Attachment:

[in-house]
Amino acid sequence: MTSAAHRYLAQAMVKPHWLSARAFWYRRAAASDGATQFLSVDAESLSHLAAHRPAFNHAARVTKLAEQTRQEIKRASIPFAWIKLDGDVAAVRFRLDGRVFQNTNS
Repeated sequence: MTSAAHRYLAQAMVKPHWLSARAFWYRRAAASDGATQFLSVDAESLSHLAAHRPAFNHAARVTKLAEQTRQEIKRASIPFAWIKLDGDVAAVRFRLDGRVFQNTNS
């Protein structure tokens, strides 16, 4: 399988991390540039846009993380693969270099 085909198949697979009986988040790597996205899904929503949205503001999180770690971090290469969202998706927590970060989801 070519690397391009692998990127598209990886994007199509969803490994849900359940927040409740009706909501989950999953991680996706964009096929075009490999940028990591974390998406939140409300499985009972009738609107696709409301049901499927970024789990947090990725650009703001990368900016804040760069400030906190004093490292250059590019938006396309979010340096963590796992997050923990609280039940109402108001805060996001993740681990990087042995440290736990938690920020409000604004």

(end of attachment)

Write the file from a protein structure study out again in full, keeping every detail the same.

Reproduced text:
[in-house]
Amino acid sequence: MTSAAHRYLAQAMVKPHWLSARAFWYRRAAASDGATQFLSVDAESLSHLAAHRPAFNHAARVTKLAEQTRQEIKRASIPFAWIKLDGDVAAVRFRLDGRVFQNTNS
Repeated sequence: MTSAAHRYLAQAMVKPHWLSARAFWYRRAAASDGATQFLSVDAESLSHLAAHRPAFNHAARVTKLAEQTRQEIKRASIPFAWIKLDGDVAAVRFRLDGRVFQNTNS
């Protein structure tokens, strides 16, 4: 399988991390540039846009993380693969270099 085909198949697979009986988040790597996205899904929503949205503001999180770690971090290469969202998706927590970060989801 070519690397391009692998990127598209990886994007199509969803490994849900359940927040409740009706909501989950999953991680996706964009096929075009490999940028990591974390998406939140409300499985009972009738609107696709409301049901499927970024789990947090990725650009703001990368900016804040760069400030906190004093490292250059590019938006396309979010340096963590796992997050923990609280039940109402108001805060996001993740681990990087042995440290736990938690920020409000604004």